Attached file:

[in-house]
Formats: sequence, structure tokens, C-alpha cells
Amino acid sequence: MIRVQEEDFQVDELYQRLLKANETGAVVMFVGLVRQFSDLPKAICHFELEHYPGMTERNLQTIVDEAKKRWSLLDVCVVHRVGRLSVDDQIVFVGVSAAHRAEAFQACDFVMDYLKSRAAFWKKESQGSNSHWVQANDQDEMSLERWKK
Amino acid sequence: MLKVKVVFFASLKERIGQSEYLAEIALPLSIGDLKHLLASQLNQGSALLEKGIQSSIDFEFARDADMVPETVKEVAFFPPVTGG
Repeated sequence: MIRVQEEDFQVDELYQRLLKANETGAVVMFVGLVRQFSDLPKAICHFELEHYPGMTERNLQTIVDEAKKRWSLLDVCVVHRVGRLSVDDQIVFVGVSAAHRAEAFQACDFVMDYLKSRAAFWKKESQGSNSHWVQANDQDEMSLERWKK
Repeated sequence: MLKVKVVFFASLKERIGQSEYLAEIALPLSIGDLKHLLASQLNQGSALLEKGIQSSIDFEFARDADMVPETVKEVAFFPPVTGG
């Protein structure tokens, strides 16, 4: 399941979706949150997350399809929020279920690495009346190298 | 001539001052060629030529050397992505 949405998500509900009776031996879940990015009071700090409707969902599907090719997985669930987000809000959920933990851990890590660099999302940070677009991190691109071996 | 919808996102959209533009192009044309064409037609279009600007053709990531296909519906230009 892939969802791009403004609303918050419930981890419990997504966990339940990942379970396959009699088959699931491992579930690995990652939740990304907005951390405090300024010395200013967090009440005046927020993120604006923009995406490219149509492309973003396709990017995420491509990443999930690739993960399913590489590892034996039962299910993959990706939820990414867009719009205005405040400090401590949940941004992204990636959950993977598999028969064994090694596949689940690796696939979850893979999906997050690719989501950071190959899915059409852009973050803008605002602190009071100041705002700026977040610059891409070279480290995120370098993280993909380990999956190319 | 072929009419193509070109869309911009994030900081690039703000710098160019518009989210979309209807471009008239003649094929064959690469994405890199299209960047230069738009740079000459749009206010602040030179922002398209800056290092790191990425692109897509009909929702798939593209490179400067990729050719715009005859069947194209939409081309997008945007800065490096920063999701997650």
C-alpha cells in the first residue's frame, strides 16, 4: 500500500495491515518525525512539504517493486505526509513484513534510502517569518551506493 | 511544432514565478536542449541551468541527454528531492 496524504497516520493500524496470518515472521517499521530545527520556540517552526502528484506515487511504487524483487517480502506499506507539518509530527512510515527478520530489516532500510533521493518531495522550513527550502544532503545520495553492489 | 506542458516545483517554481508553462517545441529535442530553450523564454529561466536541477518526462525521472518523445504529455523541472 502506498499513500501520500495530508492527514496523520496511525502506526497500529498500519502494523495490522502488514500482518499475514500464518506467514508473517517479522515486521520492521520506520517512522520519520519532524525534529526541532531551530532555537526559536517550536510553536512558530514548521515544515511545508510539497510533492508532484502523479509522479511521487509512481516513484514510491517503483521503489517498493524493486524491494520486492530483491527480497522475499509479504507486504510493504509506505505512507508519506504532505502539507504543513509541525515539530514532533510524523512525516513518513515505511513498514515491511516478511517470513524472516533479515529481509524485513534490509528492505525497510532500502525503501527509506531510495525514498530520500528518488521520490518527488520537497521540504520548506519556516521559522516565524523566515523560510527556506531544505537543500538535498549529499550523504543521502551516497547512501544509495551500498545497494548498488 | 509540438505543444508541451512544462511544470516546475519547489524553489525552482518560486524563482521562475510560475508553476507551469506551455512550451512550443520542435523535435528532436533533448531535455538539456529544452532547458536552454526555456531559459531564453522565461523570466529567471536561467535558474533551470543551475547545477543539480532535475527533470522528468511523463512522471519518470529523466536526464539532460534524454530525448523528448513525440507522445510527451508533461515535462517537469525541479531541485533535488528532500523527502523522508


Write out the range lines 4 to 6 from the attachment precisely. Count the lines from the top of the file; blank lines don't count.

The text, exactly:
Amino acid sequence: MLKVKVVFFASLKERIGQSEYLAEIALPLSIGDLKHLLASQLNQGSALLEKGIQSSIDFEFARDADMVPETVKEVAFFPPVTGG
Repeated sequence: MIRVQEEDFQVDELYQRLLKANETGAVVMFVGLVRQFSDLPKAICHFELEHYPGMTERNLQTIVDEAKKRWSLLDVCVVHRVGRLSVDDQIVFVGVSAAHRAEAFQACDFVMDYLKSRAAFWKKESQGSNSHWVQANDQDEMSLERWKK
Repeated sequence: MLKVKVVFFASLKERIGQSEYLAEIALPLSIGDLKHLLASQLNQGSALLEKGIQSSIDFEFARDADMVPETVKEVAFFPPVTGG